Tuesday, February 28, 2017

Sleazer-Fall Into Disgrace

Infernö Records

Inspired by European power metal and infused with the heart and soul of the N.W.O.B.H.M movement, Sleazer is a traditional heavy metal/speed metal band from Italy that has one demo and one full-length album to it's name. The 10-track "Fall Into Disgrace" is the album in question and just like the numerous group's that Sleazer started out in life covering (everything and everyone from Iron Maiden to Skid Row) it covers a lot of ground! Sure, some of that ground work strolls through familiar territory (Iron Maiden, Judas Priest, and Saxon on one side and Blind Guardian, Helloween, and Stormwitch on the other), but overall "Fall Into Disgrace" is it's own adventure and a damn enjoyable one at that!Whatever faults there are to be found are minor, Sleazer's debut album showing off a lot of growth between the band's creation in 2013 and this (well-written, produced, and performed!) late-February release. In another life or another time, Sleazer would have made for a killer hard & heavy act. Mind you it's still there (especially for those who are keen on looking really close to the picture), but I can't help but think that this Italian band choose wisely when they leaned towards the heavier aspect of it all as opposed to the hard (rock). So, what's the final grade then? Easily it's a A-.

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Monday, February 27, 2017

Free Metal Monday: Skell-Skell


Skell is a hard rock/heavy metal band from Spain. The group's influences include Metallica, Alter Bridge, Megadeth, ZebraHead, Godsmack, Nickelback, and Angelus Apatrida (to name just a few). This self-titled release looks as if it is the band's first recording since forming in 2013 and it is a name your price affair. That's kind of surprising given the quality of it, but seeing as it is in Spanish there may be some naysayers. "Whatever" is my response to that noise, metal being a universal language to these ears. Or should that be (guitar-driven and somewhat commercial) hard rock as a universal language? Truth be told, Skell is a little of both and they are (mostly) at their best when they lean one way or the other (half and half doesn't always cut it folks). Either way, Skell suites me just fine and I have a strong suspicion that others will feel the same. That's of course if they give them half a chance.     

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Free Metal Monday: White Boy Wasted-Rough Takes


The Netherlands' White Boy Wasted play a hard & heavy version of speedrock. Members include Sid van Kastel (bass & vocals), Alex Kooy (guitar & vocals), and Ian van Kastel (drums). Released on the 17th of this month, "Rough Takes" is a two-track EP that might just be the first attempt at working in the studio for the trio. Songs include "Caught Up In Scraps" and "Wet Beard Boogie". Primary influences include Motörhead (1st and foremost) and Rose Tattoo (on the down and dirty rock and roll end). Secondary sounds actually coming from two bands that the group has already shared the stage with, Nashville Pussy and Raven. Meanwhile, Zeke and the like fill out the speedrock requirements. From what has been written, White Boy Wasted is the "future of Rock 'N' Roll music". I think I can wrap my head around that idea, but I need a little bit more than just these two choice cuts. With that all said, "Rough Takes" is more than worth the amount of time that it takes to click on the page and name your (own) price.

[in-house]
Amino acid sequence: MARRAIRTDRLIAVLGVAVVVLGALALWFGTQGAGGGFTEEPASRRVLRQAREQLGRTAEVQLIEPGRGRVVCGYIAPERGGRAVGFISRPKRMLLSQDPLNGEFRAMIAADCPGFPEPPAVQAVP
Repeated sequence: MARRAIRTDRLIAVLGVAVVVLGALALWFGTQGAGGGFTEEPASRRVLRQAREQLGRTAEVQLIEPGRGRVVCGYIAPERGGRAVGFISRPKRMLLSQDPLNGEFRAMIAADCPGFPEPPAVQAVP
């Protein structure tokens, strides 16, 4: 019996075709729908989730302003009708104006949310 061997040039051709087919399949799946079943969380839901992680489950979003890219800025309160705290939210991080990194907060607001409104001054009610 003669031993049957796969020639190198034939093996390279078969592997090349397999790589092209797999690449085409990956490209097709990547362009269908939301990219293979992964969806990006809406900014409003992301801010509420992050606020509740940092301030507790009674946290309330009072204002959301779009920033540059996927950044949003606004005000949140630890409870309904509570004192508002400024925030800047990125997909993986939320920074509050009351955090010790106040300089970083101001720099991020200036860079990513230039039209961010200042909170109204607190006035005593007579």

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Saturday, February 25, 2017

Saturday Singles: Neon Animal-"Bring Back Rock 'n' Roll From The Dead [Digital Single]"


Neon Animals is a UK band that is comprised of lead singer Mark Thorn, guitarist/backing vocalist Miguel Martins, bassist/backing vocalist Jonathan Gaglione, and drummer Iv K. Lizz. Just in case the singles' title isn't clear enough, Neon Animals wants to "Bring Back Rock 'n' Roll From The Dead". That's also the name of their upcoming debut album. As can be seen here, Neon Animals offers up an album version of the track and the radio edit. Neither one sticks out particularly. As for how this foursome is going to resurrect rock? Based on this so-so single, Hanoi Rocks and AC/DC seem to be the devil in the details (as it were) with nods of appreciation tossed towards the (old) L.A. hard rock scene and even (the) Dead Boys (attitude being everything as the old saying goes). On paper that all sounds like a grand day out. But on tape? Well, that's the big question of the day. Does this point towards the overall direction of the album or is this a case where the wrong single shows up for press day? While I'm inclined to think the former, history has shown me strange cases where the later rings true. So, even if this isn't my cup of tea, "Bring Back Rock 'n' Roll From The Dead" does find me hoping for bigger and better things to come from these four London musicians...especially seeing as their hearts are in the right place.